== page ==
When it comes to your child’s dental health, drilling and filling cavities is a process most parents and kids want to avoid. Now there’s an alternative that many parents and dentists are opting for to treat tooth decay in kids — silver diamine fluoride. As with any emerging type of treatment, there are questions and concerns about silver diamine fluoride. Understanding more about this non-invasive intervention is the first step to evaluating whether it’s right for your child’s teeth.
What Is Silver Diamine Fluoride?
Silver diamine fluoride (SDF) is a liquid medication that’s applied topically to the teeth with a small brush or a special type of floss. The silver fluoride formula is 38 percent silver fluoride salt, which is made water-soluble by the addition of small amounts of ammonia. The result is a liquid that dentists can easily paint onto teeth in a matter of seconds!
SDF has been used extensively around the world for decades, although it only received approval from the Food and Drug Administration (FDA) in 2014. The FDA actually approved SDF for use in the treatment of dentin sensitivity. For dentists to use it as a way to treat cavities means that, as with its predecessor fluoride varnish, dentists using SDF to treat cavities are doing so “off-label.”
How Does SDF Work?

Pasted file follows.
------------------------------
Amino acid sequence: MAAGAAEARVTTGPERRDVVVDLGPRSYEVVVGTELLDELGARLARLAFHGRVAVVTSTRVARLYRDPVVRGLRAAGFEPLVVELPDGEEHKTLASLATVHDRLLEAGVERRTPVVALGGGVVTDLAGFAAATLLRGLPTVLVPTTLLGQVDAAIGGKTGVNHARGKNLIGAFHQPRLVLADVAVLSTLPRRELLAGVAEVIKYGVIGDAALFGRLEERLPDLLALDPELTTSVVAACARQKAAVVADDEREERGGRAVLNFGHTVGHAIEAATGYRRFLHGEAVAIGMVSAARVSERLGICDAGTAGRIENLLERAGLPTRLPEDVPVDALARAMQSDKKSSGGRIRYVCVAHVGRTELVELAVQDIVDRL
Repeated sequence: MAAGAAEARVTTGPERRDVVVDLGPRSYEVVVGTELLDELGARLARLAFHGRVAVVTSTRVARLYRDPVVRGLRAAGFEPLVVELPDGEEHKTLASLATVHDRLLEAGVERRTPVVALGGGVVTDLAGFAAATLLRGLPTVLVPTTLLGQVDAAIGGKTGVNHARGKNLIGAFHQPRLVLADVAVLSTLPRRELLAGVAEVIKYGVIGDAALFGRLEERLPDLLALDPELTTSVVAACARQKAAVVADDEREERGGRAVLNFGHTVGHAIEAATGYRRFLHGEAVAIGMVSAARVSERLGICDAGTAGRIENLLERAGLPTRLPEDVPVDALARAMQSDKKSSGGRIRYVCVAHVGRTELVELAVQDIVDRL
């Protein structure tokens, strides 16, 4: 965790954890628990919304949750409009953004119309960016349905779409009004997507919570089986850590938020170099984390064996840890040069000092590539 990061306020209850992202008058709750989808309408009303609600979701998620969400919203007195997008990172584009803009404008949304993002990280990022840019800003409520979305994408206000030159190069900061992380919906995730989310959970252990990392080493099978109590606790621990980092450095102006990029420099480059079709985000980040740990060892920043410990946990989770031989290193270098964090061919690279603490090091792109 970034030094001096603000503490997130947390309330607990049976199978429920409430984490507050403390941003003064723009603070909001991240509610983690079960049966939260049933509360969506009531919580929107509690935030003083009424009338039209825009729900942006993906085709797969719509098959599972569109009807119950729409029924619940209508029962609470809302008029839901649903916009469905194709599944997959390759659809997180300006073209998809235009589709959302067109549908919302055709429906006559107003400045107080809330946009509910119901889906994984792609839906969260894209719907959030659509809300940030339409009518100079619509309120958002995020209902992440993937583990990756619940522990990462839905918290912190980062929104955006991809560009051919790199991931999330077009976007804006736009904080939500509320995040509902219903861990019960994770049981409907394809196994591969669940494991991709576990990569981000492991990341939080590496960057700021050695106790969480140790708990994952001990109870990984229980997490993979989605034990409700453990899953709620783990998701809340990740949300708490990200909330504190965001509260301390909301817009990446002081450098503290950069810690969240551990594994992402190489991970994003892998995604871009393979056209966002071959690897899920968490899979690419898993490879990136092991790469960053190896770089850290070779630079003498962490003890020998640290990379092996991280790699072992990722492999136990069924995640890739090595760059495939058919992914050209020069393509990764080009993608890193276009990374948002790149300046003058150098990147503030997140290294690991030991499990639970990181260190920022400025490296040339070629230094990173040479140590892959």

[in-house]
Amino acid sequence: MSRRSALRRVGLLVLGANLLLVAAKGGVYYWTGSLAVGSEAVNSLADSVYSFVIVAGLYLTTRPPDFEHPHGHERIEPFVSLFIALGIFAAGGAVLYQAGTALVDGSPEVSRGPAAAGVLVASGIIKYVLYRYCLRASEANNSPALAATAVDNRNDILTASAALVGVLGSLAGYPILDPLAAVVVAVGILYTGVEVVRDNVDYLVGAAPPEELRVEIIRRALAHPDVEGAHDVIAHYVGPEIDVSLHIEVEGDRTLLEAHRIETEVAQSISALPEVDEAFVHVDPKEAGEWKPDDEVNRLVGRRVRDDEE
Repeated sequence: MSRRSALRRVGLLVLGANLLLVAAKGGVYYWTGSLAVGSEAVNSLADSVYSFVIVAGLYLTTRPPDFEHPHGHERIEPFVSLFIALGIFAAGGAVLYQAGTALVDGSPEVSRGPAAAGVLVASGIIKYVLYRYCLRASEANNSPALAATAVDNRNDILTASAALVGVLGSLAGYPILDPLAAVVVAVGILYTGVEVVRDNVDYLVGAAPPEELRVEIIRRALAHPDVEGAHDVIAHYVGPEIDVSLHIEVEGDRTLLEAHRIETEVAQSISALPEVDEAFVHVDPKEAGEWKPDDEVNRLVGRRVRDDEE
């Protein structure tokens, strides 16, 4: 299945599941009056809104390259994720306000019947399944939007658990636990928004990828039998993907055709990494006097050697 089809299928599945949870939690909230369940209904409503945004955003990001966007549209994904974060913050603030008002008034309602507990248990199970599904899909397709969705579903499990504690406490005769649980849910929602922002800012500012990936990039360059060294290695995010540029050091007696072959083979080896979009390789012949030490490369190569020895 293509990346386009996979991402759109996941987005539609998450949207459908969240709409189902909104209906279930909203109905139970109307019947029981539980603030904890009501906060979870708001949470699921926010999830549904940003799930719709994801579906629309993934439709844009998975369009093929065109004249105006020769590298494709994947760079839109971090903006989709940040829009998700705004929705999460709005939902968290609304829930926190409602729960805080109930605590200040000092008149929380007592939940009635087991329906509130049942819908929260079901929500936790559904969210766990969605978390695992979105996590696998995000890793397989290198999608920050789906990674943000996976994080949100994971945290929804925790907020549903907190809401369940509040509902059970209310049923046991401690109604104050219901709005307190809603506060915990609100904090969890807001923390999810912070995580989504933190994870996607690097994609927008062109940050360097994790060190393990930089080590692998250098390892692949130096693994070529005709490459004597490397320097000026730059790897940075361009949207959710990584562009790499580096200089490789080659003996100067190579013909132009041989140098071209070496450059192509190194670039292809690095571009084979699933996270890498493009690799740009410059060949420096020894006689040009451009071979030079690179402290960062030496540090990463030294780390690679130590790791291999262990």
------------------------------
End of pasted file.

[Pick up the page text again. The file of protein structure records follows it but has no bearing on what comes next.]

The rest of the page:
SDF’s ability to slow down or stop dental decay comes from its two main ingredients. Silver’s antibacterial properties have been known for centuries, and its low toxicity makes it ideal for use in humans. Fluoride significantly increases the rate at which tooth enamel can be remineralized by saliva, and at the same time increases the enamel’s resistance to future degradation due to acids. Fluoride has antimicrobial properties as well.
The uses of silver fluoride include stopping tooth decay from progressing and keeping the affected teeth stable until a dentist determines if further action is necessary to preserve the health of the teeth. SDF helps harden the tooth structure softened by decay.
Are There Risks or Side Effects to SDF?
One of the greatest benefits of silver diamine fluoride treatment is that it carries very little risks and is generally free of side effects. The most prominent risk is a completely aesthetic one — blackening of the treated teeth. When the silver in SDF is applied to a tooth, it oxidizes and leaves a black stain on the damaged cavity portion of the tooth (it does not stain healthy enamel). It can also temporarily stain any tissue surfaces it contacts (for example, lips or gums).
For gums and tissue in the mouth, the staining is temporary. The cells in these soft tissues shed and are replaced quickly, so stains may persist for a few days up to a couple of weeks. When applied by a skilled dentist, the chances of tissue staining are fairly low.
The blackening is permanent on the teeth, however, which may be enough to deter adults from choosing this form of treatment. For children with baby teeth, however, the stains are effectively temporary because the teeth will fall out on their own. Even so, some parents opt to hide the staining with crowns, which is why some kids have silver teeth.
There is a chance that SDF that comes in contact with oral tissues will cause some irritation, but this is quite mild as well as temporary. It should not be used on patients who have a silver allergy. Other than that, silver diamine fluoride safety is a key part of the treatment’s appeal.